Judges are able to access any file from their benches, saving time on looking for documents and records that are not immediately at hand. Electronically filing also helps reduce storage-related issues.
(TNS) — Files crammed with thick stacks of documents and the ranks of filing cabinets that hold them have always been a part of the legal profession, but new technology is putting these volumes of legal records a computer screen away in McDowell County.
A computer screen and keyboard have joined the gavel and law books found on the bench of Circuit Court Judge Rudolph J. Murensky. Murensky said the new system allows him to look up and consult legal documents when court is in session.
Clerks at the McDowell County Courthouse and attorneys started using the new e-filing in mid-May.
“It’s been in effect for about a week now,” Deputy Circuit Clerk Melissa Stone said soon after the system’s installation. “Everything is filed electronically now – lawsuits, motions, orders – just anything you would normally file is e-filed now.”
Attorneys were being notified about the new system and how to register on the courthouse’s new website so they could file their documents.
While there were challenges while everyone was adjusting to the new system and some documents were still arriving by mail, but Stone said, “It’s going to help in the long run.”
Judges are able to access any file from their benches, saving time on looking for documents and records that are not immediately at hand. Electronically filing and storing legal documents also helps reduce the problem of storing so many files. Files and backups to them can be saved without having to fill whole rooms with file cabinets.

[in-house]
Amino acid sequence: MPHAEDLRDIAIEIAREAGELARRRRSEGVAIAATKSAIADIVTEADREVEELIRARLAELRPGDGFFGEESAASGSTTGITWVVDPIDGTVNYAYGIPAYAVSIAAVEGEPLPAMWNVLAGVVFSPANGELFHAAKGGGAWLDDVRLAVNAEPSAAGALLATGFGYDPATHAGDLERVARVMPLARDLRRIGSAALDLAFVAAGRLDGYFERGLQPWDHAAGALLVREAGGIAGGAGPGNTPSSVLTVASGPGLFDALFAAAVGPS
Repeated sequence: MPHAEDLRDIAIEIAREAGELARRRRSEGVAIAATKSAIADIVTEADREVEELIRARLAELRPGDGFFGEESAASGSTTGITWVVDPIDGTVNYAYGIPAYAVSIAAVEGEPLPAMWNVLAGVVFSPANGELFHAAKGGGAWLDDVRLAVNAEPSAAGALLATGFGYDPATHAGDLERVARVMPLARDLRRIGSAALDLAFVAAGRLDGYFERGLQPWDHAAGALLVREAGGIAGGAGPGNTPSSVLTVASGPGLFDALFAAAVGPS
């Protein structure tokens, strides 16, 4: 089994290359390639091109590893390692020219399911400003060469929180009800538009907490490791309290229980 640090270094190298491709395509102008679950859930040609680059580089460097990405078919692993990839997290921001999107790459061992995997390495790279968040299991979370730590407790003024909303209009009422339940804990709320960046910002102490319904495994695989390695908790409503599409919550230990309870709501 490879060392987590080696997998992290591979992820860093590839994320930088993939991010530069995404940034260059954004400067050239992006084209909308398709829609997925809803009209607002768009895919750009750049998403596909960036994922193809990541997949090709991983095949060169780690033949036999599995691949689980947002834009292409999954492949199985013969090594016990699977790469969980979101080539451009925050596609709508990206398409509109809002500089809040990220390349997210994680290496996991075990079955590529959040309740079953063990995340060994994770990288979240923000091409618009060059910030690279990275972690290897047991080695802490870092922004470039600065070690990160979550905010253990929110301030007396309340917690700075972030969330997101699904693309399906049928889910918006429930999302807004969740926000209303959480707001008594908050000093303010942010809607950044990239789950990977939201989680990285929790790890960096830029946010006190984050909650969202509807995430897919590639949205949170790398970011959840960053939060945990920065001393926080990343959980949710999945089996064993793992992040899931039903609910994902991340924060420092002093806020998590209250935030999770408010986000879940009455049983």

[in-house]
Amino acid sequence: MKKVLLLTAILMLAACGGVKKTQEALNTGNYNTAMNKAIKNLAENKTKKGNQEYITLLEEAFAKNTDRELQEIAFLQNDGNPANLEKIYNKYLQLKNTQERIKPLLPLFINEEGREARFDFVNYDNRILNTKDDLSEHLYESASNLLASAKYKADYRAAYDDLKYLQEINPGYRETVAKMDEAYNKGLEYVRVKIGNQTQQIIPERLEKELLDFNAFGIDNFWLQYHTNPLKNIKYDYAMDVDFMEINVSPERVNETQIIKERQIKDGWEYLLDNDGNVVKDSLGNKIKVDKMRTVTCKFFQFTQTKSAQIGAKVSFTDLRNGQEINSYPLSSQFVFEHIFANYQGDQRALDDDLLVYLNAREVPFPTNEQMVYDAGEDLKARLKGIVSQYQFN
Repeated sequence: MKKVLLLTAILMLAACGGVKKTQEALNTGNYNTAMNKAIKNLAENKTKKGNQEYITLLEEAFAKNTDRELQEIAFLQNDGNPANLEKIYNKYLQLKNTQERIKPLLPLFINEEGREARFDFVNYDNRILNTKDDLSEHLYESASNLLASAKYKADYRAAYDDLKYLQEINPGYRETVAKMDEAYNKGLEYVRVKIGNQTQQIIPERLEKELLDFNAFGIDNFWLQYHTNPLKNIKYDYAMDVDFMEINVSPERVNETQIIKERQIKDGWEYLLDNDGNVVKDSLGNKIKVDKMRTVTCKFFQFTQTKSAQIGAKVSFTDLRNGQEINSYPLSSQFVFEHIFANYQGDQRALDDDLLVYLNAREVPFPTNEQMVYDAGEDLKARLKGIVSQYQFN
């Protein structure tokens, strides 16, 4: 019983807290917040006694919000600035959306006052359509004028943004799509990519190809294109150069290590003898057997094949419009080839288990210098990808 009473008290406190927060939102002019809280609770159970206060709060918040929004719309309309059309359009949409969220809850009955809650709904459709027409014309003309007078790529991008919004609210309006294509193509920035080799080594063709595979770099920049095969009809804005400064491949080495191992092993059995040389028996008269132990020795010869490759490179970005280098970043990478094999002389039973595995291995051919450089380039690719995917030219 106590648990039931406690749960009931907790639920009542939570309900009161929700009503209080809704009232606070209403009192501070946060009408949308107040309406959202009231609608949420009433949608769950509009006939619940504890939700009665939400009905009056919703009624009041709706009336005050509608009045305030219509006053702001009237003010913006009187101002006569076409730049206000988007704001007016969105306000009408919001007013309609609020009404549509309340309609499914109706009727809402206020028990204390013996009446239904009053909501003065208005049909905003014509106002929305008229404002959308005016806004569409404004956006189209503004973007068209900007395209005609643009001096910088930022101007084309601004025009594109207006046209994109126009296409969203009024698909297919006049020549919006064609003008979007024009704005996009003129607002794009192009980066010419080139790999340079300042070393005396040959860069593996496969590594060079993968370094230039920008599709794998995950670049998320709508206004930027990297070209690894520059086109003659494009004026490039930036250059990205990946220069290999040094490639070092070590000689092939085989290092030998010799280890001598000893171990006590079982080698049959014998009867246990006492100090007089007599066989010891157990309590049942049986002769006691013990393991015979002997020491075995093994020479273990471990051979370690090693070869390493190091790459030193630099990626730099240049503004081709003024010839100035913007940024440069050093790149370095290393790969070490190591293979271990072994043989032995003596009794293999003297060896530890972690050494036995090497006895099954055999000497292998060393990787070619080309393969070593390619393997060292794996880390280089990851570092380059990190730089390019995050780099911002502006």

“Storage is a major issue down here. That (e-file) will definitely help matters,” Stone said. “We are the 19th county to get it. Eventually every county will be e-filing.”
The system is able to store some of the evidence, such as documents and photos, used during trials. When there are plea hearings, documents will be scanned into the e-file system right in the courtrooms.
The only paper that will be used is when a member of the general public files a suit, she said. The transition has been relatively smooth.
“It’s not been as hard as we thought it would be,” Stone said. “The last system, we had it for 14 years. It’s been an easy process to convert; I think it has so far.”
©2019 the Bluefield Daily Telegraph (Bluefield, W.Va.) Distributed by Tribune Content Agency, LLC.
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